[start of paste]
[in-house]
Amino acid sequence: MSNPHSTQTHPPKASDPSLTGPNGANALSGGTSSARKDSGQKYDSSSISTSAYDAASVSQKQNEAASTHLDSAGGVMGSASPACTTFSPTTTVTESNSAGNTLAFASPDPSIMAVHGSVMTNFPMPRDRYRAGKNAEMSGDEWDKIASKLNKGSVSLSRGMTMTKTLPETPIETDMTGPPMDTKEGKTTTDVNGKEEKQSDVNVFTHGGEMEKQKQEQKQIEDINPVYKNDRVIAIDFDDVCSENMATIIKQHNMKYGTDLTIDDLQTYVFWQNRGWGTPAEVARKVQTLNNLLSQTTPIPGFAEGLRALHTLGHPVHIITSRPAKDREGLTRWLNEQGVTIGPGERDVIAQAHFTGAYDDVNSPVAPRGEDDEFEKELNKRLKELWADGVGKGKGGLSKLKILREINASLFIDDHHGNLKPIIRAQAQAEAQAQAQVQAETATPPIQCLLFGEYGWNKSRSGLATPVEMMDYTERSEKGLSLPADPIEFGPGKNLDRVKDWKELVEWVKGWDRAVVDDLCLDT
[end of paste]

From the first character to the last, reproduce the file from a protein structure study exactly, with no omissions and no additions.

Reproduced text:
[in-house]
Amino acid sequence: MSNPHSTQTHPPKASDPSLTGPNGANALSGGTSSARKDSGQKYDSSSISTSAYDAASVSQKQNEAASTHLDSAGGVMGSASPACTTFSPTTTVTESNSAGNTLAFASPDPSIMAVHGSVMTNFPMPRDRYRAGKNAEMSGDEWDKIASKLNKGSVSLSRGMTMTKTLPETPIETDMTGPPMDTKEGKTTTDVNGKEEKQSDVNVFTHGGEMEKQKQEQKQIEDINPVYKNDRVIAIDFDDVCSENMATIIKQHNMKYGTDLTIDDLQTYVFWQNRGWGTPAEVARKVQTLNNLLSQTTPIPGFAEGLRALHTLGHPVHIITSRPAKDREGLTRWLNEQGVTIGPGERDVIAQAHFTGAYDDVNSPVAPRGEDDEFEKELNKRLKELWADGVGKGKGGLSKLKILREINASLFIDDHHGNLKPIIRAQAQAEAQAQAQVQAETATPPIQCLLFGEYGWNKSRSGLATPVEMMDYTERSEKGLSLPADPIEFGPGKNLDRVKDWKELVEWVKGWDRAVVDDLCLDT